President Barack Obama has nominated former Ohio attorney general Richard Cordray to head the Consumer Financial Protection Bureau, but 44 Republican senators have declared that they would oppose any nominee because the bureau's director will have "far too much power."
The senators complain the director will have a five-year term, won't be subject to the congressional appropriation process and will have extensive authority over financial institutions and other businesses.
You might think the bureau is the only federal agency whose head has a five-year term. But no: to pick just one agency, the Office of the Comptroller of the Currency's chief, the comptroller of the currency, also has a five-year term and can be removed only for cause. Similarly, the OCC is funded outside the congressional appropriation process.
Well then, is the OCC less powerful than the Consumer Financial Protection Bureau? While their authority is not congruent (otherwise, we wouldn't need the bureau), the OCC indeed has sweeping power. It regulates and supervises all national banks and supervises federal branches and agencies of foreign banks.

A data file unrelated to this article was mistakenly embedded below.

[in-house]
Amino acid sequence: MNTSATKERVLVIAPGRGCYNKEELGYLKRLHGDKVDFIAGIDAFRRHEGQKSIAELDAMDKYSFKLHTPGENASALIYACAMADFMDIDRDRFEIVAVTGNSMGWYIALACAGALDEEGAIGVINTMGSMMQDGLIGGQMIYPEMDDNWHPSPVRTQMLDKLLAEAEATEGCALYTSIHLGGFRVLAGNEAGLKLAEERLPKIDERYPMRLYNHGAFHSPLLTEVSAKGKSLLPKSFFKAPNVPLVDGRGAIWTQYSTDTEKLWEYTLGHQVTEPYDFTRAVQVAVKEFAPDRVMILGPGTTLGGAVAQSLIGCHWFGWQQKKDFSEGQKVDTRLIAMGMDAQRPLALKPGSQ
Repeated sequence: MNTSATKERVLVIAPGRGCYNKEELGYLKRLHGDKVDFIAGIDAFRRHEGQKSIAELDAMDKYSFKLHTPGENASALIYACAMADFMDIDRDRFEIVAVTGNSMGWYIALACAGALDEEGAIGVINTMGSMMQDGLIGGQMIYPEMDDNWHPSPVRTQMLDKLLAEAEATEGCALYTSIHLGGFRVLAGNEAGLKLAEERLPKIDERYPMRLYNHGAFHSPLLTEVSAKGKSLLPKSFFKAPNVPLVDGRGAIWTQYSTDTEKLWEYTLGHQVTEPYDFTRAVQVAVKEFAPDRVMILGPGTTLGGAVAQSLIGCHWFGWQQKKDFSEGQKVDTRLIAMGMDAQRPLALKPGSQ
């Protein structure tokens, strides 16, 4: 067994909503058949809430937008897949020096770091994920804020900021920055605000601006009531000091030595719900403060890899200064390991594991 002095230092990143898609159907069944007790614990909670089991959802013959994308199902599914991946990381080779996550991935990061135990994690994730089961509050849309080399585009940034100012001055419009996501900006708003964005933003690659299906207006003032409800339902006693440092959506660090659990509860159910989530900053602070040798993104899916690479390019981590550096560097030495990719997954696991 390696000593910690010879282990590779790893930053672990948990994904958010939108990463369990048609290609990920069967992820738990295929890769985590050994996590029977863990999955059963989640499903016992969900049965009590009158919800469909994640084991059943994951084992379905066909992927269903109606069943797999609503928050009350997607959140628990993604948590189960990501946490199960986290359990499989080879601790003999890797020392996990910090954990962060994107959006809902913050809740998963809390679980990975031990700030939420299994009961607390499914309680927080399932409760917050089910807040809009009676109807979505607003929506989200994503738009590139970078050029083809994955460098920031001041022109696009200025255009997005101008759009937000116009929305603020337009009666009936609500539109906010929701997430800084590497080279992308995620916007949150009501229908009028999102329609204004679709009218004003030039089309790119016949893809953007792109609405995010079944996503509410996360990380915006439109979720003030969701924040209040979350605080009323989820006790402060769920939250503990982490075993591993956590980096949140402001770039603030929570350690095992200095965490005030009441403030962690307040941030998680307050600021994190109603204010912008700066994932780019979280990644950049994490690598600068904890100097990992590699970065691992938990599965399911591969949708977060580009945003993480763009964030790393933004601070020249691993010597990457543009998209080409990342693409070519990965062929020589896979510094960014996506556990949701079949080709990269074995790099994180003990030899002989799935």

And, unlike the bureau, the OCC's regulations cannot be set aside by the Financial Stability Oversight Council.
The OCC has even outmuscled states; when states passed laws to prevent predatory lending in the years preceding the subprime crisis, it announced the laws did not apply to the banks it regulated.
It's not that the issue of the bureau has arisen because the president has nominated a director and senators will address the comptroller of the currency when that post falls vacant.
The last comptroller, John Dugan, left office last summer, and the president recently nominated a new one. Yet the senators haven't said they'd oppose confirming a new comptroller until that office's powers are constrained; in fact, when John Dugan was confirmed in 2005 by a Republican-controlled Senate, his confirmation was so uncontroversial it was decided on a voice vote.
Perhaps the answer for the differing treatment of the two agencies lies in their politics.
The senators should recognize that if they want to challenge Congress' decision in structuring the bureau as it has, the appropriate way to do so is to pass legislation, not hold up filling a job that is needed and amply supported by precedent.
Jeff Sovern is a professor, St. John's University Law School.